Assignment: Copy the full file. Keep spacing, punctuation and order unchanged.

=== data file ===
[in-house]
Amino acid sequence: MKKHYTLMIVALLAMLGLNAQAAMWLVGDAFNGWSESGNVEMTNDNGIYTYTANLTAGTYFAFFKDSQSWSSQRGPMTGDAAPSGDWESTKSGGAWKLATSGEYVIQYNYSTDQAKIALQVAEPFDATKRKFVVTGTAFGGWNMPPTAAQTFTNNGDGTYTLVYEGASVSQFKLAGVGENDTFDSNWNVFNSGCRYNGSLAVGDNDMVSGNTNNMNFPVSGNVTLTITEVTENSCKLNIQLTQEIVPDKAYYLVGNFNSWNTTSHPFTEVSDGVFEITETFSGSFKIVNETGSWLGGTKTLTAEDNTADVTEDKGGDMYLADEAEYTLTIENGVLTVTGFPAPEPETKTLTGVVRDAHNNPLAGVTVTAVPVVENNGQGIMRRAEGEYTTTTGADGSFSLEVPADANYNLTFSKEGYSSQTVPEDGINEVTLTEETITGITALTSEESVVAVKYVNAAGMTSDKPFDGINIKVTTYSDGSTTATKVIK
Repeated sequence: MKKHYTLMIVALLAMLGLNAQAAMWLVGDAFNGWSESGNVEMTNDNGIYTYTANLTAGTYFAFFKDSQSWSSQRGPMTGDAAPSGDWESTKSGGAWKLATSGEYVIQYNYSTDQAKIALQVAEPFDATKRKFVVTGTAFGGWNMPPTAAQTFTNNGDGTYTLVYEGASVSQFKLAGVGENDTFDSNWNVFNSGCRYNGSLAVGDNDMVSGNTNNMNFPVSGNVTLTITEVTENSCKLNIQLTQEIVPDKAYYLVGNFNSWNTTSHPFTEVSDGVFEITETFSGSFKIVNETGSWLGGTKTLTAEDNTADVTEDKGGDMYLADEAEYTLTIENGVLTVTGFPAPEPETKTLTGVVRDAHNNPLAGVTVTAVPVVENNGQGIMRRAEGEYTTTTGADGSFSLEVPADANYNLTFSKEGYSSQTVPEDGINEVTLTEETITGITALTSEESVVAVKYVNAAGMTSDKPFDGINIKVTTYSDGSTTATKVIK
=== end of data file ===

[in-house]
Amino acid sequence: MKKHYTLMIVALLAMLGLNAQAAMWLVGDAFNGWSESGNVEMTNDNGIYTYTANLTAGTYFAFFKDSQSWSSQRGPMTGDAAPSGDWESTKSGGAWKLATSGEYVIQYNYSTDQAKIALQVAEPFDATKRKFVVTGTAFGGWNMPPTAAQTFTNNGDGTYTLVYEGASVSQFKLAGVGENDTFDSNWNVFNSGCRYNGSLAVGDNDMVSGNTNNMNFPVSGNVTLTITEVTENSCKLNIQLTQEIVPDKAYYLVGNFNSWNTTSHPFTEVSDGVFEITETFSGSFKIVNETGSWLGGTKTLTAEDNTADVTEDKGGDMYLADEAEYTLTIENGVLTVTGFPAPEPETKTLTGVVRDAHNNPLAGVTVTAVPVVENNGQGIMRRAEGEYTTTTGADGSFSLEVPADANYNLTFSKEGYSSQTVPEDGINEVTLTEETITGITALTSEESVVAVKYVNAAGMTSDKPFDGINIKVTTYSDGSTTATKVIK
Repeated sequence: MKKHYTLMIVALLAMLGLNAQAAMWLVGDAFNGWSESGNVEMTNDNGIYTYTANLTAGTYFAFFKDSQSWSSQRGPMTGDAAPSGDWESTKSGGAWKLATSGEYVIQYNYSTDQAKIALQVAEPFDATKRKFVVTGTAFGGWNMPPTAAQTFTNNGDGTYTLVYEGASVSQFKLAGVGENDTFDSNWNVFNSGCRYNGSLAVGDNDMVSGNTNNMNFPVSGNVTLTITEVTENSCKLNIQLTQEIVPDKAYYLVGNFNSWNTTSHPFTEVSDGVFEITETFSGSFKIVNETGSWLGGTKTLTAEDNTADVTEDKGGDMYLADEAEYTLTIENGVLTVTGFPAPEPETKTLTGVVRDAHNNPLAGVTVTAVPVVENNGQGIMRRAEGEYTTTTGADGSFSLEVPADANYNLTFSKEGYSSQTVPEDGINEVTLTEETITGITALTSEESVVAVKYVNAAGMTSDKPFDGINIKVTTYSDGSTTATKVIK